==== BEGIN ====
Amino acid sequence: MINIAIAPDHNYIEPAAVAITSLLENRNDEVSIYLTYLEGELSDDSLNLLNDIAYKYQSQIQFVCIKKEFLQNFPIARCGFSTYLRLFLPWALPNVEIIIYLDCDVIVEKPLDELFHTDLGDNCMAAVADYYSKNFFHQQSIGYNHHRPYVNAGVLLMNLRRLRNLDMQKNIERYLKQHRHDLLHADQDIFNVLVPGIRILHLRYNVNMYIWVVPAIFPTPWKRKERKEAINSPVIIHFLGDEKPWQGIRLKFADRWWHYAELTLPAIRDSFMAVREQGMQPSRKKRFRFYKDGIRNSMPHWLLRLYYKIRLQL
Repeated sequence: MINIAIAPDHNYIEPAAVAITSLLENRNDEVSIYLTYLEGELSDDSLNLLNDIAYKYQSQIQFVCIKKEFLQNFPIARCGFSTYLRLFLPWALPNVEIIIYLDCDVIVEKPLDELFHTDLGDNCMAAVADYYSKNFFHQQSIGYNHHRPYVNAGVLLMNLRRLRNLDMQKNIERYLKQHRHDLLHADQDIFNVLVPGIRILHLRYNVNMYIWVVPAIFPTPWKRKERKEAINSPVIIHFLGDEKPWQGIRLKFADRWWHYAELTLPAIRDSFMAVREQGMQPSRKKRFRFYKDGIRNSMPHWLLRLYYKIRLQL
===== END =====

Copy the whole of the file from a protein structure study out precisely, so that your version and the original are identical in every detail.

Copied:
Amino acid sequence: MINIAIAPDHNYIEPAAVAITSLLENRNDEVSIYLTYLEGELSDDSLNLLNDIAYKYQSQIQFVCIKKEFLQNFPIARCGFSTYLRLFLPWALPNVEIIIYLDCDVIVEKPLDELFHTDLGDNCMAAVADYYSKNFFHQQSIGYNHHRPYVNAGVLLMNLRRLRNLDMQKNIERYLKQHRHDLLHADQDIFNVLVPGIRILHLRYNVNMYIWVVPAIFPTPWKRKERKEAINSPVIIHFLGDEKPWQGIRLKFADRWWHYAELTLPAIRDSFMAVREQGMQPSRKKRFRFYKDGIRNSMPHWLLRLYYKIRLQL
Repeated sequence: MINIAIAPDHNYIEPAAVAITSLLENRNDEVSIYLTYLEGELSDDSLNLLNDIAYKYQSQIQFVCIKKEFLQNFPIARCGFSTYLRLFLPWALPNVEIIIYLDCDVIVEKPLDELFHTDLGDNCMAAVADYYSKNFFHQQSIGYNHHRPYVNAGVLLMNLRRLRNLDMQKNIERYLKQHRHDLLHADQDIFNVLVPGIRILHLRYNVNMYIWVVPAIFPTPWKRKERKEAINSPVIIHFLGDEKPWQGIRLKFADRWWHYAELTLPAIRDSFMAVREQGMQPSRKKRFRFYKDGIRNSMPHWLLRLYYKIRLQL